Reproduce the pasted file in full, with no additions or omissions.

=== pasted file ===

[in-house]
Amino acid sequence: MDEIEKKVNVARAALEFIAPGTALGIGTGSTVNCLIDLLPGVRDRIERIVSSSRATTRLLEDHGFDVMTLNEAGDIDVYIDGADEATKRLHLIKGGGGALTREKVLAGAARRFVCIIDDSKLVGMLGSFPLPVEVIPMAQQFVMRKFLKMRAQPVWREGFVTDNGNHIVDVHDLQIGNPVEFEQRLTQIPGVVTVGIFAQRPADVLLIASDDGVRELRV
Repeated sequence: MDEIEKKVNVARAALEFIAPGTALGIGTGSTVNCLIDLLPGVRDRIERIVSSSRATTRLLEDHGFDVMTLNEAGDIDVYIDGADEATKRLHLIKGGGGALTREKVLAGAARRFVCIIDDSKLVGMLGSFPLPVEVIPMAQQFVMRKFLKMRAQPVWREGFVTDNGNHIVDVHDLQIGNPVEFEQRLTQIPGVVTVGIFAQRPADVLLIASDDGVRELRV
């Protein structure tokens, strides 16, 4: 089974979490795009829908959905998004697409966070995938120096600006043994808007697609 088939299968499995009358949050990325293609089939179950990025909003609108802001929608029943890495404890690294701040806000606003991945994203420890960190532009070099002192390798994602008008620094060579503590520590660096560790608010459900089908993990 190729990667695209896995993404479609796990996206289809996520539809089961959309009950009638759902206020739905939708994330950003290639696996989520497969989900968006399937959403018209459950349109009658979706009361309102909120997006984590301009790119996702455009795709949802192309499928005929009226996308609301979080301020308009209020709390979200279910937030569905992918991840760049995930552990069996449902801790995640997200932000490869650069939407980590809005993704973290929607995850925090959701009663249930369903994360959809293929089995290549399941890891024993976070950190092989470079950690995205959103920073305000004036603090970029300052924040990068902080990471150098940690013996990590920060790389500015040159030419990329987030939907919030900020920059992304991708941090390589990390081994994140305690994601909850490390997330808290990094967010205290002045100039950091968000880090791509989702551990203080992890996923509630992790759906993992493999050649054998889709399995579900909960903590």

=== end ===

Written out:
[in-house]
Amino acid sequence: MDEIEKKVNVARAALEFIAPGTALGIGTGSTVNCLIDLLPGVRDRIERIVSSSRATTRLLEDHGFDVMTLNEAGDIDVYIDGADEATKRLHLIKGGGGALTREKVLAGAARRFVCIIDDSKLVGMLGSFPLPVEVIPMAQQFVMRKFLKMRAQPVWREGFVTDNGNHIVDVHDLQIGNPVEFEQRLTQIPGVVTVGIFAQRPADVLLIASDDGVRELRV
Repeated sequence: MDEIEKKVNVARAALEFIAPGTALGIGTGSTVNCLIDLLPGVRDRIERIVSSSRATTRLLEDHGFDVMTLNEAGDIDVYIDGADEATKRLHLIKGGGGALTREKVLAGAARRFVCIIDDSKLVGMLGSFPLPVEVIPMAQQFVMRKFLKMRAQPVWREGFVTDNGNHIVDVHDLQIGNPVEFEQRLTQIPGVVTVGIFAQRPADVLLIASDDGVRELRV
């Protein structure tokens, strides 16, 4: 089974979490795009829908959905998004697409966070995938120096600006043994808007697609 088939299968499995009358949050990325293609089939179950990025909003609108802001929608029943890495404890690294701040806000606003991945994203420890960190532009070099002192390798994602008008620094060579503590520590660096560790608010459900089908993990 190729990667695209896995993404479609796990996206289809996520539809089961959309009950009638759902206020739905939708994330950003290639696996989520497969989900968006399937959403018209459950349109009658979706009361309102909120997006984590301009790119996702455009795709949802192309499928005929009226996308609301979080301020308009209020709390979200279910937030569905992918991840760049995930552990069996449902801790995640997200932000490869650069939407980590809005993704973290929607995850925090959701009663249930369903994360959809293929089995290549399941890891024993976070950190092989470079950690995205959103920073305000004036603090970029300052924040990068902080990471150098940690013996990590920060790389500015040159030419990329987030939907919030900020920059992304991708941090390589990390081994994140305690994601909850490390997330808290990094967010205290002045100039950091968000880090791509989702551990203080992890996923509630992790759906993992493999050649054998889709399995579900909960903590």